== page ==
Art & Entertainment | Book Reviews | Education | Entertainment Video | Health | Lifestyle | Sport | Sport Video | Search


What You See is What We Get!

What You See is What We Get!

Click to enlarge

Media Release
10 March 2006

What You See is What We Get!

Photography throws open it’s shutters to all of Auckland, sharing the individual perspectives of the many people that work, live and play in NZ’s largest city.

The Auckland Festival of Photography is delighted to extend the active PARTICIPATION section of its annual programme with a series of open access events, offering photographers of every kind the opportunity to create and view the images that shape Auckland’s unique character.

The people of Auckland are crowned “photographers for a day” on Saturday the 10th of June when AUCKLAND PHOTO DAY takes to the street for its popular annual day in life competition. Once a year, for an otherwise entirely ordinary day the camera is called upon to create a visual story book of the scenes, places and people that define the diverse personality that is Auckland. With no requirements aside from a 24 hour time-limit and the use of a camera AUCKLAND PHOTO DAY encourages everyone to open their eyes to the city they live in.

For the first time in the festival’s history 2006 allows audiences to experience the best photographs collected in the last two PHOTO DAY events, with exhibitions showing over the greater Auckland region. The Mairangi Arts Centre (North Shore), The Trusts Stadium (Waitakere) and The EA Gallery (Auckland Central) are delighted to join this year’s festival programme in the presentation of these inspirational collections.

The participation event that premiered in the festival’s inaugural year returns to the Avondale Bowling club on the 17th of June exhibiting images documenting the celebrations, rituals, sports and cultural events which bring a community together. A BIT OF A DO selects images from a public submission process, the results of which have reflected the true diversity of Auckland’s culture. Images have ranged from the solemnity of a military memorial service to the comedy of a staged arrest by the Santa Parade police; an Ethiopian Tea Party at Potters Park to the red carpet wave of Charlize Theron at a film premiere; the tentative steps of a toddler at his first party to the image of a grandfather nodding off post Christmas dinner with party hat in tow.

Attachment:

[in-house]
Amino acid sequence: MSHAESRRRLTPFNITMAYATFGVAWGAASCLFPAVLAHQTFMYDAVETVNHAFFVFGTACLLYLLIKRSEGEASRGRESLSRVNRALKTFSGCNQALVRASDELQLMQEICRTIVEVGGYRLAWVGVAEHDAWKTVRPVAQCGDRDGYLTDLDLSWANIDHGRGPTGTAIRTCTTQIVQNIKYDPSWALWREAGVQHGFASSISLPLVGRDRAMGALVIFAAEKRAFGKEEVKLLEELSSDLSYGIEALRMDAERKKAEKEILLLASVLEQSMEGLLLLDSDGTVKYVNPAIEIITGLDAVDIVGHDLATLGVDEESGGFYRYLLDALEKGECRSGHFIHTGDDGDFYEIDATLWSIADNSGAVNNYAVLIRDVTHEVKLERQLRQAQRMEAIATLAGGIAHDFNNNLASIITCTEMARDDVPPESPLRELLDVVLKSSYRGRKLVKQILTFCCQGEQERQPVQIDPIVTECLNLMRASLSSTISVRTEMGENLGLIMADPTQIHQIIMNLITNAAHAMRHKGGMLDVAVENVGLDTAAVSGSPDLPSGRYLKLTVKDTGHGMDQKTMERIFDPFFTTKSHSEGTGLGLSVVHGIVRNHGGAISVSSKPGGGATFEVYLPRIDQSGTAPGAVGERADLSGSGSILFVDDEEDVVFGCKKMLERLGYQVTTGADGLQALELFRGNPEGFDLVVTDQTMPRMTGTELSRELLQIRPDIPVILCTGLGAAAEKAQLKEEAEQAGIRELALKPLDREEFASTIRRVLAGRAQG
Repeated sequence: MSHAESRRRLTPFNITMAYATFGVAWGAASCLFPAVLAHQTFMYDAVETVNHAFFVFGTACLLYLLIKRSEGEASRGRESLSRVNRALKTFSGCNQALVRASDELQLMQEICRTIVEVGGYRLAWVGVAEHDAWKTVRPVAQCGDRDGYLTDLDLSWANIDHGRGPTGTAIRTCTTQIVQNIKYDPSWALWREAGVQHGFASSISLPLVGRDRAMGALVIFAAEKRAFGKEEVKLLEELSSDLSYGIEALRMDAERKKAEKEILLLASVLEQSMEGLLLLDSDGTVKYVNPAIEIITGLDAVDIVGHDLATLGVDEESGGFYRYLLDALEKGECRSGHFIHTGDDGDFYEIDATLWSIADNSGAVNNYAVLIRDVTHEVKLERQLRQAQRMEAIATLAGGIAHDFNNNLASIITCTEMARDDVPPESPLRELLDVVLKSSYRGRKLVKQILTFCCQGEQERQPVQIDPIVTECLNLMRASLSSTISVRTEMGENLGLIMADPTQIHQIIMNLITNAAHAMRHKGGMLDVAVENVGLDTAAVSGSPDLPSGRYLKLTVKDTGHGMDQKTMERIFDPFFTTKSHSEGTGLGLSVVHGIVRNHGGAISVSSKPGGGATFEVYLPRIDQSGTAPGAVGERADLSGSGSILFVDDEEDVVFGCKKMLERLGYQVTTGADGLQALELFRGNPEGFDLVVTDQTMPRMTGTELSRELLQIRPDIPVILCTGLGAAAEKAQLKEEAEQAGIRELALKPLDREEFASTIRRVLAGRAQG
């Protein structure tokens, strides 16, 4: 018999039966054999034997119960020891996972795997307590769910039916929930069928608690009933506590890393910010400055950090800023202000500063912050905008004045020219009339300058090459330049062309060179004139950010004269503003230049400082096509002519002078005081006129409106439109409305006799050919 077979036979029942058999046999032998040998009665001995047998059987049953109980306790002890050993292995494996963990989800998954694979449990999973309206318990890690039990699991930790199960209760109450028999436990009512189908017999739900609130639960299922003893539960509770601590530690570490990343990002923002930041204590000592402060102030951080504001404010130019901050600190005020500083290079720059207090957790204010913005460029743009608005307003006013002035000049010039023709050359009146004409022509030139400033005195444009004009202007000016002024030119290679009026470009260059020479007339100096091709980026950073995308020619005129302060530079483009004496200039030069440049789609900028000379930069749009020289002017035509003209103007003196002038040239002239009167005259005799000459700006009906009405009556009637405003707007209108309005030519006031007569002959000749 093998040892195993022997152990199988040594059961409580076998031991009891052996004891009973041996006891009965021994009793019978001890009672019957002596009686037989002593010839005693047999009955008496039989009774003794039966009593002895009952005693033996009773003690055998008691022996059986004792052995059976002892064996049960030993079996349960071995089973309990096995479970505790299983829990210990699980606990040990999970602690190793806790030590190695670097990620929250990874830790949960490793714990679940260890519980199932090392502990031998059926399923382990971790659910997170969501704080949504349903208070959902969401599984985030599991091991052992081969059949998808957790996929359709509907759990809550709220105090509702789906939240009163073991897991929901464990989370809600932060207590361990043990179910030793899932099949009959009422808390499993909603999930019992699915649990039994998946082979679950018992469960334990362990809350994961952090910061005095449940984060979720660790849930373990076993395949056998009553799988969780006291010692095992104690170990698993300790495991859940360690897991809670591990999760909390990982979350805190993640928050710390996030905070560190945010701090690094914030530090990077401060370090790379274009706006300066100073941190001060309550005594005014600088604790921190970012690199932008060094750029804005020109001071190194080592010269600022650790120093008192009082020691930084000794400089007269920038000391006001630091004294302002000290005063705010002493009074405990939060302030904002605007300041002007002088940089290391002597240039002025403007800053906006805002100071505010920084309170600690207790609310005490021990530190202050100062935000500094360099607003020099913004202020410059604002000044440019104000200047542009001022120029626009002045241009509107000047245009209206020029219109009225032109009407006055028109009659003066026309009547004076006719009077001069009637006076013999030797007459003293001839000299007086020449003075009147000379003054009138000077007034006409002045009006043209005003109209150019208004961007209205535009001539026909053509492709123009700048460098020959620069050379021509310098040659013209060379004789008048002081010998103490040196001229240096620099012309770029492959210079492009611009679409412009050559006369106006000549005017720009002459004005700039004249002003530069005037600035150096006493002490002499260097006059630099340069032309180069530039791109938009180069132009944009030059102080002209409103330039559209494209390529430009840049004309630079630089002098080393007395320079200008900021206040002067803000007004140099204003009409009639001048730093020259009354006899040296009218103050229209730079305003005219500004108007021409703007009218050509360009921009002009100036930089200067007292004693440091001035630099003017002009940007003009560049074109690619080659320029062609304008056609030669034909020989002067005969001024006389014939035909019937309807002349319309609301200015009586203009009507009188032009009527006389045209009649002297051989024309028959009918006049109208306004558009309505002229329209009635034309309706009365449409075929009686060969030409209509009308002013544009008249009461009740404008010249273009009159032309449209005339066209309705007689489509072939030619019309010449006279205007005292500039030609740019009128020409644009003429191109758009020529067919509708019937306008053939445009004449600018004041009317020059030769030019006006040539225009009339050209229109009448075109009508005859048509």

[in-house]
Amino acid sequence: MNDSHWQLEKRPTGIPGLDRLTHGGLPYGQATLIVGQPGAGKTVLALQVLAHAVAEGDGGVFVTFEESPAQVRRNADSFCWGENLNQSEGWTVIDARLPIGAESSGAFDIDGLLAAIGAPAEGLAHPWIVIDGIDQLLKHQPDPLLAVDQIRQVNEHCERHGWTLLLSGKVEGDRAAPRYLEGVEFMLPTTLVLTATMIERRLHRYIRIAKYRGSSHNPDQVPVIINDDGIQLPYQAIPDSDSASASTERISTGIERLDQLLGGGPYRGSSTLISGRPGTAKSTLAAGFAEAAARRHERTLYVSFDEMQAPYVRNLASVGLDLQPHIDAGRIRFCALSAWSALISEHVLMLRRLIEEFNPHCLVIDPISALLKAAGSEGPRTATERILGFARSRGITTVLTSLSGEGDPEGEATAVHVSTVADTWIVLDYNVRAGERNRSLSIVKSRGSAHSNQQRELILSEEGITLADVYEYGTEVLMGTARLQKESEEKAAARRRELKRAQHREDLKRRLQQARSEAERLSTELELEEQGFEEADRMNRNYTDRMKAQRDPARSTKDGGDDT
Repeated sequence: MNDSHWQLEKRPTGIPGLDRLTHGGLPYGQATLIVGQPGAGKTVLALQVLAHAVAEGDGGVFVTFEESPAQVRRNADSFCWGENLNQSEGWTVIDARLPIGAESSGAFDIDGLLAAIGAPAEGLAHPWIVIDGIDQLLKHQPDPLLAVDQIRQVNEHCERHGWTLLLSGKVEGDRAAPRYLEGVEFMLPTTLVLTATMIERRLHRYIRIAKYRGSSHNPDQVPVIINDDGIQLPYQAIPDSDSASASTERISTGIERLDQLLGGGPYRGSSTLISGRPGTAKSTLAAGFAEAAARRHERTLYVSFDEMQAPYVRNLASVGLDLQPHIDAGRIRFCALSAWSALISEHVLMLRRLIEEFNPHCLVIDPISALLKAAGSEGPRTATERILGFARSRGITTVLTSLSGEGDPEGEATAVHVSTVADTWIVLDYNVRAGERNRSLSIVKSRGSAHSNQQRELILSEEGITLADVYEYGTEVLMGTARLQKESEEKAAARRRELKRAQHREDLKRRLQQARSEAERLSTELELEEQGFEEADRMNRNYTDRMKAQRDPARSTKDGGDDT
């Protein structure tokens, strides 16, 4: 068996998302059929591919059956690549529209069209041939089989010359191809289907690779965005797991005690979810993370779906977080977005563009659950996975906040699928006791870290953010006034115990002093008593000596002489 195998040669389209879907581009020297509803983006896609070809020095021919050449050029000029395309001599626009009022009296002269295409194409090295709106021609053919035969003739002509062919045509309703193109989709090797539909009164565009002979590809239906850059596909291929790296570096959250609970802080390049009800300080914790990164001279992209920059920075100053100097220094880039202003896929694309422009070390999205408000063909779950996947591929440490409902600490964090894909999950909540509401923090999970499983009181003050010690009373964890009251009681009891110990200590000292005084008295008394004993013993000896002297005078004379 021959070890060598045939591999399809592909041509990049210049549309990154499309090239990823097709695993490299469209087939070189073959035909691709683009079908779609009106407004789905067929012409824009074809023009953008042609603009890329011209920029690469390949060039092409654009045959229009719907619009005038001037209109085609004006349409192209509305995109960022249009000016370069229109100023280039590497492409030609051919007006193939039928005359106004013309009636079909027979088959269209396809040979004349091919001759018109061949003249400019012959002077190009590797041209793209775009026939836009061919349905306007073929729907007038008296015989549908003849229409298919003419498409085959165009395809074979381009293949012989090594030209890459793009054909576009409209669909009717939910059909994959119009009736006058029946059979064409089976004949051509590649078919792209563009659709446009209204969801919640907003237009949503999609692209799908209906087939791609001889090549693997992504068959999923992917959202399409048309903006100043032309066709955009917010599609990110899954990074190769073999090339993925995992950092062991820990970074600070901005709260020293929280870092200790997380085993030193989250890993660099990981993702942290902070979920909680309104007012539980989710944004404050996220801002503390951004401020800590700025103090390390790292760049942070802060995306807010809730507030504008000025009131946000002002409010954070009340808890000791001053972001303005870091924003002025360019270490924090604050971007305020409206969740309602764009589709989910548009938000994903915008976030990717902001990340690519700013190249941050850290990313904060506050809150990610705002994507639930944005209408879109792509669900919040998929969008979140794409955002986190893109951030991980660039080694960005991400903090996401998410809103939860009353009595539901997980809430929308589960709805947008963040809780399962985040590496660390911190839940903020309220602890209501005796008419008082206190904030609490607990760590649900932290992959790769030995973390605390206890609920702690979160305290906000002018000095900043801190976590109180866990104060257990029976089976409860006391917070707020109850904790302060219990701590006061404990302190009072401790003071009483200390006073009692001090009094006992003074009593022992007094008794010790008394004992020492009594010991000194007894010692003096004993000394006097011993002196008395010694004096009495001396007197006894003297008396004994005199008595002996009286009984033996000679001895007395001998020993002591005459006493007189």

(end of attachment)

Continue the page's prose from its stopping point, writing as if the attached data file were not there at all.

New to the 2006 programme is the event that invited photographers to capture the spectacle of culture on offer in Albert Park for the AsiaNZ Chinese Lantern Festival. In its first year LANTERN has exceeded expectations with the receipt of hundreds of public entries, the best of which will be publicly exhibited at The Aotea Centre from the 3rd of June.

The Auckland Festival of Photography is delighted to see increased enthusiasm for active participation, as independent groups design their own open access public events. A series of sepia photographs taken in the French countryside on a winter’s day become features of a crime scene. POLAR D’HIVER at Alliance Française invites members of the public to write a short story inspired by these images in either French or English, the best of which will win a prize. Organised by the Gallery

The Auckland Festival of Photography runs 2nd to 24th of June. ALL EVENTS ARE FREE.

Creative Exposure Festival 2006 is supported by Adshel, ASIA NZ Foundation, North Shore City Council, Creative Communities, Community Organisation Grants Scheme, Waitakere City Council, Nikon Camera, NZ Community Trust, Triangle TV, Lion Foundation, Philips, The Trusts, Pub Charity, Auckland City Hobson, Western Bays and The ASB Community Trust.


© Scoop Media

Culture Headlines | Health Headlines | Education Headlines

Handcrafted Form: Rare Treasures From Japan

This unique exhibition at Expressions Whirinaki represents 90 everyday objects made by contemporary Japanese artisans who employ various traditional craft techniques made in regional workshops. The works used in daily life are crafted from raw materials with techniques appropriate to bringing out the best of its medium, balancing ease of use with aesthetic appeal. More>>

Howard Davis Article: A Musical Axis - Brahms, Wagner, Sibelius

Brahms' warm and exquisitely subtle Symphony No. 3 in F major, Wagner's irrepressibly sentimental symphonic poem Siegfried Idyll, and Sibelius' chilling and immensely challenging Violin Concerto in D minor exemplify distinct stages of development in a tangled and convoluted series of skirmishes that came to define subsequent disputes about the nature of post-Romantic orchestral writing well into the following century. More>>


Scoop Review Of Books: A Pale Ghost Writer

Reviewed by Ruth Brassington, Richard Flanagan's new novel is about a novelist hastily ghost-writing the biography of a crook about to go to trial. The reader is kept on a cliff-edge, as the narrator tries to get blood out of his stone man. More>>

New Zealand Wars Commemoration: Witi Ihimaera's Sleeps Standing Moetū

The second of several articles to mark Rā Maumahara, remembering the New Zealand Land Wars. The first was a Q&A with Vincent O’Malley, author of The Great War for New Zealand: Waikato 1800–2000. More>>




  • Wellington
  • Christchurch
  • Auckland